Can you imagine life without the computer? It wasn’t that long ago that people didn’t have them, yet today we carry them around inside our pockets in the form of smartphones.
George Dyson, a science historian, asks how we went from having no computers to having many in such a small amount of time period in his book, Turing’s Cathedral.
Dyson, the son of scientist Freeman Dyson, has spent a lot of his life at the Princeton Institute for Advanced Studies. The institute was home to several of the world’s most impressive scientific minds while the first digital computer was being created.
Turing’s Cathedral explores the invention of the computer, emphasizing the clashing personalities that were thrown together to work on the project. Additionally, it explores what was involved in the creation of the computer, much of which was chance.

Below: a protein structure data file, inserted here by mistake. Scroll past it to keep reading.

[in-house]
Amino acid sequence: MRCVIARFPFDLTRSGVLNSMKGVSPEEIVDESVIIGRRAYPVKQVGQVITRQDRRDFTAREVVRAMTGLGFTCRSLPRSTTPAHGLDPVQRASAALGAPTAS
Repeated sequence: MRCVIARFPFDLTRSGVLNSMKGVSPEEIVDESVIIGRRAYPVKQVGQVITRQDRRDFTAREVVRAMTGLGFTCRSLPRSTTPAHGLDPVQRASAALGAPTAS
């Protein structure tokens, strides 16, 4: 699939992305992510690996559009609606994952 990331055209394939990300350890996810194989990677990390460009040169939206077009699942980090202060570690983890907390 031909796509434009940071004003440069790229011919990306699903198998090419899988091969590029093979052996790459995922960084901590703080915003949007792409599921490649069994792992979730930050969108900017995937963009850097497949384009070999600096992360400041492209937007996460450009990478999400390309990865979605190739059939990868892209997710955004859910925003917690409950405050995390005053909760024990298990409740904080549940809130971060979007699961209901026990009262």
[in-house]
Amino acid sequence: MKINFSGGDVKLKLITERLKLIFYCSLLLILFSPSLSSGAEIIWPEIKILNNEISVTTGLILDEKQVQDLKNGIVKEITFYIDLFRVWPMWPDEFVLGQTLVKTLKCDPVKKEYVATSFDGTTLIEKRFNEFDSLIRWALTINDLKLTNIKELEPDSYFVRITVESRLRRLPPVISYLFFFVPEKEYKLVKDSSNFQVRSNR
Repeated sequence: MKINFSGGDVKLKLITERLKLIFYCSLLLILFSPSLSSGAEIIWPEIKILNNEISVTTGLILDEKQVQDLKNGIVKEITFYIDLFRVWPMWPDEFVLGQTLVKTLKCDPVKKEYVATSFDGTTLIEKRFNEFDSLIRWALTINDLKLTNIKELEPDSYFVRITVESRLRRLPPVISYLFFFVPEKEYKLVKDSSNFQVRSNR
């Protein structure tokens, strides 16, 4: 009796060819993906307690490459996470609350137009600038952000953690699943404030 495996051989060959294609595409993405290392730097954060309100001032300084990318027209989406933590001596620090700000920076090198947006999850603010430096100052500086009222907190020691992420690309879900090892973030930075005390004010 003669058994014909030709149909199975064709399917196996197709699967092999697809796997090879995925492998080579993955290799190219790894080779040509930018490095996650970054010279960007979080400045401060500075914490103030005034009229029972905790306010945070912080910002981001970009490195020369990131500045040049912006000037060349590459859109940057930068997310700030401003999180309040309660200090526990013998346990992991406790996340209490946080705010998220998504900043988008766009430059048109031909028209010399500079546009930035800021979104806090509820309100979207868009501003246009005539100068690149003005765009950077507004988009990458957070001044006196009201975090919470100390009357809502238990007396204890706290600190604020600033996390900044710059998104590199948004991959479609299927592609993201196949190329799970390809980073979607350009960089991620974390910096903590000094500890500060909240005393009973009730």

Genius or not, people are still people, and when working tightly on the same project there are bound to be rivalries and disagreements that happen. Turing’s Cathedral lays these matters open, displaying the humanity of the scientist that came up with the first computer.It wasn’t just the personal disputes that needed to be put aside to make this project successful; there were also ethical issues involved. The work that went into the development of the computer walked hand in hand with the U.S. nuclear weapons project.
You might have the notion that a history book about computers will not only be dry but probably full of technical jargon. This is not the case with Turing’s Cathedral; most people who use computers will find this book fascinating. And that is a lot of people these days.